Root Canals, Implants, & Extractions
What is a Root Canal?
Root canal treatment is the removal of the tooth’s pulp (includes nerves, blood and lymph vessels), a small, thread-like tissue in the center of the tooth. Once the damaged, diseased or dead pulp is removed, the remaining space is cleaned, shaped and filled. There is controversy surrounding the use of this therapy due to dental medicine not being able to completely sterilize the tooth structure. There is a great deal of information available out there on the internet as well as in books regarding what each side of the controversy has to say.
Do you perform Root Canals at your office?
No, when a patient requests a root canal, we will refer them to an Endodontist (Root Canal Specialist) for treatment. We always provide the patient with options and explain that due to the internal structure of a tooth, complete sterilization of the root is not possible. Historically, there has been some disagreement in the medical / dental profession regarding the overall health implications of root canal therapy. Significant studies in the early 1900’s showed root canals to have substantial negative health implications and dentists across the nation began extracting root canaled teeth. Currently, although the majority of dentists may consider root canal treatments to be safe, a growing number of dentists and health professional have concerns about potential negative health effects of root canals.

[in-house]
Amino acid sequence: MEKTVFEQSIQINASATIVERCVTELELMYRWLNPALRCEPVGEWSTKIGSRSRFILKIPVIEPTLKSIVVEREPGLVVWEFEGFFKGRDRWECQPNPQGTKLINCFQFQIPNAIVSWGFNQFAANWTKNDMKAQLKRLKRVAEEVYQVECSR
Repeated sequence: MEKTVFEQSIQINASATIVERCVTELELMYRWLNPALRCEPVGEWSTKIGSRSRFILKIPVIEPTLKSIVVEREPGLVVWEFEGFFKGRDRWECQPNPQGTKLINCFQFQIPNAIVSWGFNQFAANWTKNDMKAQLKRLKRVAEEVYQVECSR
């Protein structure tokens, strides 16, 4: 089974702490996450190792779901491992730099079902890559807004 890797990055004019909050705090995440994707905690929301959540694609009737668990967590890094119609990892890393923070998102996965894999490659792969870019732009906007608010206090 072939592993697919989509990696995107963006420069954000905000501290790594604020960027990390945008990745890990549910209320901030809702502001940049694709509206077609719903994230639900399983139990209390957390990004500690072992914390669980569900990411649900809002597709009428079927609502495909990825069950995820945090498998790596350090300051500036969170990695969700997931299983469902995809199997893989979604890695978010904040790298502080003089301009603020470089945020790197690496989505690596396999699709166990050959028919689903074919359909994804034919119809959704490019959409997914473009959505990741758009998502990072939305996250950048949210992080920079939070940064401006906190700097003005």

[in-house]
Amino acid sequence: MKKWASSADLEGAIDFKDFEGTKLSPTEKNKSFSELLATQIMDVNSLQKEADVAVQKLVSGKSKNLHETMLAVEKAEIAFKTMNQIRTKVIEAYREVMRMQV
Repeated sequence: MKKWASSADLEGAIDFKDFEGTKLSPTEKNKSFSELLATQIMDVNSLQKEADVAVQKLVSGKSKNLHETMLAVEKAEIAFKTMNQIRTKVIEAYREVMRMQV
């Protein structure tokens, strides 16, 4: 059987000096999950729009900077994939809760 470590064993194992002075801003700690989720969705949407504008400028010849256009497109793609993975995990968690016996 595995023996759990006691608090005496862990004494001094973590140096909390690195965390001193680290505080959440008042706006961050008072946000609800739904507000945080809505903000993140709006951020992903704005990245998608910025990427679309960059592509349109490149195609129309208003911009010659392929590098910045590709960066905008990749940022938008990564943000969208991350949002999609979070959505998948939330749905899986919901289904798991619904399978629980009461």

Are there other options to root canal treatments?
Currently, the only options to root canal treatment, when indicated, are extractions. Extracted teeth can be replaced with a cemented bridge, a removable partial denture or an implant. Implants can be restored with a crown, or in the case of multiple teeth with a bridge. Each of these procedures has advantages and dis-advantages.